Unfortunately, the travel agencies’ current process for monitoring their progress relies on spreadsheets and paper forms, a largely manual system that does not update with new information in real-time. This makes it even more challenging for travel agencies to effectively track and monitor their performance toward goals.
The challenge of keeping track intensifies as carrier-agent programs become increasingly complex, with airlines incentivizing different types of products at varying levels, and more so with the rise in ancillary sales. Different push actions related specific RBDs (the reservation booking designators or booking classes), or market share and annual or quarterly targets, are helping to make contracts more dynamic and flexible. But travel agencies continue to work with decentralized and disparate systems and processes with limited capabilities to track target reach or measure performance in a timely and efficient manner.
“Tracking airlines’ sales incentives today is not only hard, it’s virtually impossible – a travel agency typically gets hundreds of varying terms across agreements from tens of airlines, each with a different structure, conditions, dates, numbers and RBDs. This also changes from the different types of agencies between the TMCs and OTAs,” said Mickey Haslavsky, CEO of Avian, a software solution provider.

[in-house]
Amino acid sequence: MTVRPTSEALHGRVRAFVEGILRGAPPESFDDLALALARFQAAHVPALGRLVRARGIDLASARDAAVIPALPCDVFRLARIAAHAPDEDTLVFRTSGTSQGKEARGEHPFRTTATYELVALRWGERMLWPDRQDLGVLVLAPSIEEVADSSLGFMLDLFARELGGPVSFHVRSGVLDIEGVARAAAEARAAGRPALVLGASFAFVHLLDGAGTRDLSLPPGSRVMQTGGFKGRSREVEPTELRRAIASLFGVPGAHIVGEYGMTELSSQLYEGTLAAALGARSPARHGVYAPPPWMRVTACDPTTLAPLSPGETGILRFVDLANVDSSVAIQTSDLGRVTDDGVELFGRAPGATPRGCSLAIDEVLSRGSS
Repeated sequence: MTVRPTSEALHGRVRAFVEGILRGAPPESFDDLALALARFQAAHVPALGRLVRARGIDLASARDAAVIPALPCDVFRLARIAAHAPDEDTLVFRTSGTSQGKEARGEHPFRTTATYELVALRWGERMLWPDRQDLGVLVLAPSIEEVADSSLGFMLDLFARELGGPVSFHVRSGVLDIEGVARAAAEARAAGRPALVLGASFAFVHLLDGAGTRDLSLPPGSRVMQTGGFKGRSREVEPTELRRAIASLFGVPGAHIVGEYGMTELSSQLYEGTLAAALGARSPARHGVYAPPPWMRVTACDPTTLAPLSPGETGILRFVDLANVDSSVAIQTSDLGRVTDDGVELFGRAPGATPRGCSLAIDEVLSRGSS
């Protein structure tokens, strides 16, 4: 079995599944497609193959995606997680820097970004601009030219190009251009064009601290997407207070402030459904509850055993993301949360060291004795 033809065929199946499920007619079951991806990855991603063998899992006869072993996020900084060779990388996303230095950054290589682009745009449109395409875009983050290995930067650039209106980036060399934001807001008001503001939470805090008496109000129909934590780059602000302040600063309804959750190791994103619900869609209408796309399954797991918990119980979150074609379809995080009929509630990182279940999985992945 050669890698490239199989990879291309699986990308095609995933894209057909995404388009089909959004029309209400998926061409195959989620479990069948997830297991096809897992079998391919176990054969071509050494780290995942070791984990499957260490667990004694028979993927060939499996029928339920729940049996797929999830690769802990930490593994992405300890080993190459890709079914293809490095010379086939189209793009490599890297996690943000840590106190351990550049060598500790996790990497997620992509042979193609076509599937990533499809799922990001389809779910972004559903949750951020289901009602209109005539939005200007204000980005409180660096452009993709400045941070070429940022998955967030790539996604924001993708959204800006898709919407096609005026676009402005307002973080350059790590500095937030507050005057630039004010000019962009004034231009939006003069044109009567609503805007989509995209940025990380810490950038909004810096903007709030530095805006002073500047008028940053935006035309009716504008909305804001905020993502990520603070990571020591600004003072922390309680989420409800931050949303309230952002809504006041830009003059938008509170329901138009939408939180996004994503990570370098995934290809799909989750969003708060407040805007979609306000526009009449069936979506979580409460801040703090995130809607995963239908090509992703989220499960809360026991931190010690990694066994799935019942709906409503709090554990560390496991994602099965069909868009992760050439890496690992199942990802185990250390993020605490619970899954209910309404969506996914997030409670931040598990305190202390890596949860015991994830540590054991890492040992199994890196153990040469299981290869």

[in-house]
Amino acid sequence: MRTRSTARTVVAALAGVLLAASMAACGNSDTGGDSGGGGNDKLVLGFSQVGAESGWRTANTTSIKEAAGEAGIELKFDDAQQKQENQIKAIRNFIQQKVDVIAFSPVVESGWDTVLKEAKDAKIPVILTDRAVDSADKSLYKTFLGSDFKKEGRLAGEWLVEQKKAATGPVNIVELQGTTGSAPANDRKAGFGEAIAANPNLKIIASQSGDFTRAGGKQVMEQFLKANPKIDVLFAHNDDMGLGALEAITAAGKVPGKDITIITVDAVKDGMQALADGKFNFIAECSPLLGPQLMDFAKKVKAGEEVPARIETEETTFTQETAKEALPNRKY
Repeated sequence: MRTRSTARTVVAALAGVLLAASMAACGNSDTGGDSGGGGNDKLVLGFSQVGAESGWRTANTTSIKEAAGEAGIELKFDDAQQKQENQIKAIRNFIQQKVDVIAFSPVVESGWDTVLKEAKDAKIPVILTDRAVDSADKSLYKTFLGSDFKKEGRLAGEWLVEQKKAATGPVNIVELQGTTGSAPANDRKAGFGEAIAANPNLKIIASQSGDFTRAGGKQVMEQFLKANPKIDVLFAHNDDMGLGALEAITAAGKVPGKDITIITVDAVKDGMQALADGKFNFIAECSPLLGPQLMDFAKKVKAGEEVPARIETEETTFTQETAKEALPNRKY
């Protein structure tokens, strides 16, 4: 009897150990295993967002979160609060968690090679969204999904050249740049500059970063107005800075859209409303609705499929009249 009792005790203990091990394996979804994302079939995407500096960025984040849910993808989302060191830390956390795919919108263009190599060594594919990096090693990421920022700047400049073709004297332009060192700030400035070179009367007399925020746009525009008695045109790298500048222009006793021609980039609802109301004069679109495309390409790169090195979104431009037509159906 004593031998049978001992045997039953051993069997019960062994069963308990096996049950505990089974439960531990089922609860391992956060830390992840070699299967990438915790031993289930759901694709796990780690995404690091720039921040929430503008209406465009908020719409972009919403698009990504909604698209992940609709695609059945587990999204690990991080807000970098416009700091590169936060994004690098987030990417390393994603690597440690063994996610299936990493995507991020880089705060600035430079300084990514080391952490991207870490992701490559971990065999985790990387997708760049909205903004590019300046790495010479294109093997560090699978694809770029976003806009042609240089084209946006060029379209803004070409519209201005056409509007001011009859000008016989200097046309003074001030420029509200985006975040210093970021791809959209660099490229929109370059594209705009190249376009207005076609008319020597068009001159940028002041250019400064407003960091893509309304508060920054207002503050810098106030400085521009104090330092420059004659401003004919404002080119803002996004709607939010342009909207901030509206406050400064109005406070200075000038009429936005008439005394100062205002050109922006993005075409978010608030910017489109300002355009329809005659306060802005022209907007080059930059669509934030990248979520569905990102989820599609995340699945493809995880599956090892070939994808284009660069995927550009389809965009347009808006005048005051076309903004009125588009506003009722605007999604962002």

It is ironic that at the moment when the consumer airline distribution marketplace is undergoing a massive revitalization, the travel agency methods, technology, and systems which drive and support this revitalization feel frozen in time. At best, agencies may receive digital reports from some airlines. Even then, they must visit different portals and attempt to compare conflicting programs. With new standards on how performance is calculated and measured across carriers, this can be very challenging.
Haslavsky said: “Some still adhere to gigantic excel sheets and manage everything themselves without having any proper system or hub to capture accurate data. Technology has been widely accepted in nearly all aspects of the travel industry with regards to client facing interactions. However, it has been very neglected with regards to internal agency usage for managing incentive programs. By the end of the day, no matter how many excel sheets you have, tracking flown and market share incentive plans requires technology.
One firm helping to change this travel agency status quo is Avian, a technology company that provides new incentive contracts analysis technology to allow travel agencies greater insight and control over their incentive contracts with airlines.
The online software platform allows travel agencies to easily scan airline incentive agreements by means of a simple drag-and-drop experience with no manual filing. It also connects agents to the BSP (IATA’s Billing Settlement Plan), ARC (Airlines Reporting Corporation), and the GDSs (Global Distribution System), making it faster and easier to get a real-time overview of their revenue and performance from airfare commission and incentive programs.